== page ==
CONNECTING WITH CONSUMERS

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Tuesday, May 8 2012

From B-to-C to B-to-B

Although this site is dedicated to consumer marketing, it goes without saying that more and more companies are waking up to the potential of new technologies and approaches for connecting with other companies. So in this entry, we go a bit outside the box to take a look at what businesses are doing these days with social media. The best window for meeting that objective may well be Mike Stelzner's  2012 Social Media Marketing Industry Report, with findings based on a survey of more than 3800 marketers.

SOCIAL MEDIA USE

Among the key results, we see that most B2B marketers claim to be using social media in their businesses, which essentially matches their consumer marketing counterparts:





SOCIAL MEDIA TOOLS

Perhaps not surprisingly, B2B marketers are catching up to B2C marketers on Facebook, although they surpass their consumer-oriented counterparts on LinkedIn, Twitter, blogs, and Google+.  The key to using such channels is to focus on where one's intended audience is likely to be spending the most time.



SOCIAL MEDIA BENEFITS


What about results?  These results reveal some of the potential benefits of social media for B2B marketers:

  • Over 56% of B2B marketers acquired new business partnerships through social media (compared to 45% of B2C marketers)
  • Nearly 60% of B2B marketers saw improved search rankings from their social efforts (compared to 50% of B2C marketers)
  • B2B marketers are more able to gather marketplace insights from their social efforts (nearly 69% vs. 60% of B2C marketers)
  • The one area where B2B marketers significantly lag behind their B2C counterparts is in developing a loyal fan base.  63% of B2C marketers found social media helped them develop loyal fans, compared to 53% of B2B marketers.
  • The fact that many businesses are not seeing a direct link between their social media efforts and increased sales or reduced marketing expenses may have something to do with a lack of acumen as to how results can be measured:  20% of the respondents asked “How do I measure the effect of social media marketing on my business?”


THE FUTURE


Some projections concerning how B2B marketers intend to invest their time with social media also were culled from the study:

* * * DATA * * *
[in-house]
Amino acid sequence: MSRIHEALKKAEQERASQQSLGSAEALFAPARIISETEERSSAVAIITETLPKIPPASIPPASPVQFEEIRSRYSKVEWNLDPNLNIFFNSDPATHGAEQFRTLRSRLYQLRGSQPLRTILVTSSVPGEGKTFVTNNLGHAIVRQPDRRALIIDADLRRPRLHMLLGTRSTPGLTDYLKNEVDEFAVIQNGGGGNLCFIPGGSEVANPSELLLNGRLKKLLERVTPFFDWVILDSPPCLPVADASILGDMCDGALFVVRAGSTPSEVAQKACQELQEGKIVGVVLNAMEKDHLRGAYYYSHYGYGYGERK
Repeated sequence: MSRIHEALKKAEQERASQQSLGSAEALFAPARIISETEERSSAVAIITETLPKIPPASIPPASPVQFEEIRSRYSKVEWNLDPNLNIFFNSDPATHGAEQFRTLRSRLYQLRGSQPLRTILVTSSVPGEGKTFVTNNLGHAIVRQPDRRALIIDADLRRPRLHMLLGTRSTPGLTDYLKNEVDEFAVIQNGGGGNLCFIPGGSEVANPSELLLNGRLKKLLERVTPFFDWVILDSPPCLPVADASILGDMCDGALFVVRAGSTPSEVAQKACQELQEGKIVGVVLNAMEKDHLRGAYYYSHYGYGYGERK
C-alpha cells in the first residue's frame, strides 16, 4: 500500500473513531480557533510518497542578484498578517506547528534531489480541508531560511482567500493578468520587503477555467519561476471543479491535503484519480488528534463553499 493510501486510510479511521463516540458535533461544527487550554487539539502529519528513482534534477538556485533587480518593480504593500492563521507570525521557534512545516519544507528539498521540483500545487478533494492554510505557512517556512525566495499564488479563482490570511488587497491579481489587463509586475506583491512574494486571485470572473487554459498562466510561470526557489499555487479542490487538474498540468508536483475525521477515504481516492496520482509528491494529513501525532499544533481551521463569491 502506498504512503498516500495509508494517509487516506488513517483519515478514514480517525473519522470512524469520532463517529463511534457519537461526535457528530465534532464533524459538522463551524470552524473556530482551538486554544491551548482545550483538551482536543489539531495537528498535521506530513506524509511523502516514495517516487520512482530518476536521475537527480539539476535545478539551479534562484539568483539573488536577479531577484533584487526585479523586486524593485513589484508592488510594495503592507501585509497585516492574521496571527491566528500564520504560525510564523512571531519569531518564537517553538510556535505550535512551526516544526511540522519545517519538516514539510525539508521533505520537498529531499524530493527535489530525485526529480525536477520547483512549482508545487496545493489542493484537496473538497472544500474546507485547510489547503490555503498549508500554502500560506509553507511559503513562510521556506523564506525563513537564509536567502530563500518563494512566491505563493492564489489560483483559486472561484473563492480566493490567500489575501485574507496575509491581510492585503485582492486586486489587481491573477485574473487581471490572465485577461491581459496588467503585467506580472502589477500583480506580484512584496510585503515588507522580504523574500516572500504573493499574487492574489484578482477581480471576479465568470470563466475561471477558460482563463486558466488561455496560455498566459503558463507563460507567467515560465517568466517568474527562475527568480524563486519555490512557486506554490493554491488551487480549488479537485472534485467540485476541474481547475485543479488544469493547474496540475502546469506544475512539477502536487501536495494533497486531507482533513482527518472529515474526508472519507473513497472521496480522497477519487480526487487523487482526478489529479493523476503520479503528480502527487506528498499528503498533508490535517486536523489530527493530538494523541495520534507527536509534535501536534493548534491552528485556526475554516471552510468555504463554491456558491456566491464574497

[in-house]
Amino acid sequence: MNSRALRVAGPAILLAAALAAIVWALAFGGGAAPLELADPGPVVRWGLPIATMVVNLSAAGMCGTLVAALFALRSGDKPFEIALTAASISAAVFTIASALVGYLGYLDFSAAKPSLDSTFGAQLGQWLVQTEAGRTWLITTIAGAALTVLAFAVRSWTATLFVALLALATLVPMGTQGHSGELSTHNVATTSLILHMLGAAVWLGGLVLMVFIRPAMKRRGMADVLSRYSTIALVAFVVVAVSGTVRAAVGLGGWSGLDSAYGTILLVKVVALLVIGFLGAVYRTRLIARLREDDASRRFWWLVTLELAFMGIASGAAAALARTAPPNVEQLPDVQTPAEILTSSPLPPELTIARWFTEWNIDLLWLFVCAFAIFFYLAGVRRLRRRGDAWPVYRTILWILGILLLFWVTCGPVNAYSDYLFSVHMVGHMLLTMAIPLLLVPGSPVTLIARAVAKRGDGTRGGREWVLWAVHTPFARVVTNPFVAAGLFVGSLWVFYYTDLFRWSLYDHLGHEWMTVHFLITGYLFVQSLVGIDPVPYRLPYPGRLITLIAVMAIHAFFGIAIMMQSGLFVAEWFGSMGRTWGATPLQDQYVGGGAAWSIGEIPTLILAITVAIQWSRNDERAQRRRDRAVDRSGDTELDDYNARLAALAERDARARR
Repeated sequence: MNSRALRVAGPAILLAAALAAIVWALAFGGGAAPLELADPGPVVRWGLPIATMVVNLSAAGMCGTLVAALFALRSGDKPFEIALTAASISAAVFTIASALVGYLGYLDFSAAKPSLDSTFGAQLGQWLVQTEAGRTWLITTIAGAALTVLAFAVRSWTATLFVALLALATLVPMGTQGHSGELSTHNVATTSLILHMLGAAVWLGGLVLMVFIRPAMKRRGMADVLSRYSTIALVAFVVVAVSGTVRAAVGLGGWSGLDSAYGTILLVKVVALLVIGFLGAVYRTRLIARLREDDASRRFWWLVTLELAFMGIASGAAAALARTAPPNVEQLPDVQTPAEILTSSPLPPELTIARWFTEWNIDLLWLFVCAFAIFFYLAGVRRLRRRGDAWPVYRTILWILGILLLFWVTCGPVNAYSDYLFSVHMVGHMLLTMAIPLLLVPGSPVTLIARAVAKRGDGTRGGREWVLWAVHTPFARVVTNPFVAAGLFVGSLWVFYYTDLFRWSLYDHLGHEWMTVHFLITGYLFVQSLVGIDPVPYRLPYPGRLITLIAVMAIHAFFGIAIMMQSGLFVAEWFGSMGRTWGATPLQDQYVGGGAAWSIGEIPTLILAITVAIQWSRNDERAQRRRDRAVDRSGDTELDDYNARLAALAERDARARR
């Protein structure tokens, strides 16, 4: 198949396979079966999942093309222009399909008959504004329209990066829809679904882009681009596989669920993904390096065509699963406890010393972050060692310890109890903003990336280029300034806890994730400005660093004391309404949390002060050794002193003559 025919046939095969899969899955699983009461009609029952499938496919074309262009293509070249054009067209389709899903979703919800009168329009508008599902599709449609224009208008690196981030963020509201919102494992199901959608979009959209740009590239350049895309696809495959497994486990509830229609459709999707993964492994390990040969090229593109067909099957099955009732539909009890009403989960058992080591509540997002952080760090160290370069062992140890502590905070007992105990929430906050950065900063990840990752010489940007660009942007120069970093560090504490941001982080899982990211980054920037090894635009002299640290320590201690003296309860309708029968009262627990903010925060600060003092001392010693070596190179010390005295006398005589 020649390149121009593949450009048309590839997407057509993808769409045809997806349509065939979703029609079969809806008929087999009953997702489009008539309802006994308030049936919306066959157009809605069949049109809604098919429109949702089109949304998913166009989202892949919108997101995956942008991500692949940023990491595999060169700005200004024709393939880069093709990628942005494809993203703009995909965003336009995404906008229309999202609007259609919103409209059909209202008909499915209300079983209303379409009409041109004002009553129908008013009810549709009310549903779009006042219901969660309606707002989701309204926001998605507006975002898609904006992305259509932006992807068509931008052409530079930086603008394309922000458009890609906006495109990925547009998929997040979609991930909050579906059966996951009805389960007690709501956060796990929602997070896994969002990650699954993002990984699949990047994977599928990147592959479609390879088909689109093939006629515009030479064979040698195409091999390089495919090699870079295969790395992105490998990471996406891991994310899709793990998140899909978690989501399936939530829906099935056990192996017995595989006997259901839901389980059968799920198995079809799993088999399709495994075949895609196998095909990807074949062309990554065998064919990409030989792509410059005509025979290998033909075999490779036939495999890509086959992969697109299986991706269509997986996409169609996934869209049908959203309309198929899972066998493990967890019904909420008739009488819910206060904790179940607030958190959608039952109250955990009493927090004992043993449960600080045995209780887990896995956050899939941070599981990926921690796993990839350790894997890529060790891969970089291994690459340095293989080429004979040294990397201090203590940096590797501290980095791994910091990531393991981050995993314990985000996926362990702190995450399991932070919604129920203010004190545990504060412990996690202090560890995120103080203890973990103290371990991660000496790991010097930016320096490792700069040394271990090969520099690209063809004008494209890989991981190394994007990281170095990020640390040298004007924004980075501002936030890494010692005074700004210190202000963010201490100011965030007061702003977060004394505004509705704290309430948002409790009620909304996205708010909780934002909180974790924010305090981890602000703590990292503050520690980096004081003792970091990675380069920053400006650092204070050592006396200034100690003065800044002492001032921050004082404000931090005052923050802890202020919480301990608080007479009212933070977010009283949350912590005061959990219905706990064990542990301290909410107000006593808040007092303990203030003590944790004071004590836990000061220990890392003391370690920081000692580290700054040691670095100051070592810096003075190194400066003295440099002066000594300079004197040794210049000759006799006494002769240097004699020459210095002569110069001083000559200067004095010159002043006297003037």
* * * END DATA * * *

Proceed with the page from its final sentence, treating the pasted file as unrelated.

• Respondents claim to be far more likely to increase their use of LinkedIn, with, over 76% of B2B marketers stating that they will increase their use (compared to 55% of B2C marketers).
  • 71% of B2B marketers plan to invest more time in blogging (compared to 65% of B2C marketers).
  • As for Facebook, a majority of marketers predict they will increase their use of Facebook this year, but B2B marketers (68%) lag behind B2C companies (76%).

The top topics B2B marketers want to learn about (compared to B2C) are:

  • Measuring effectiveness of social media (77% vs. 78%)
  • Converting activities to sales (72% vs. 69%)
  • Discovering best social media tactics (69% vs. 74%)



THE LESSON LEARNED

... is one we probably knew already:  Social media is now as much part and parcel of B2B marketing as it of B2C marketing.

SOME LINKS TO CHECK OUT

Why Marketing is Broken and How to Fix It

83% of Consumers Bailed on a Purchase Due to Poor Social Media Customer Service                                                    


Thursday, January 12 2012

50 Brands That Connect With Consumers

What is the secret to creating more meaningful relationships with consumers and experiencing significantly higher growth as a result?  According to a recent Stengel Study of Business Growth, the answer is no more complicated than this: develop a strong brand promise.

Using Milward Brown's Optimor technique (explained in the box at the end of this discussion), the Stengel analysis was performed over a ten-year period spanning 31 countries and 28 categories. The top 50 brands--that is, those that outpaced their competition in brand value over the past decade and formed “unusually strong connections with consumers” are listed alphabetically in the following chart.  The so-called the ‘Stengel 50’ grew three times faster in financial terms during the period studied than their competitors and the overall universe of brands.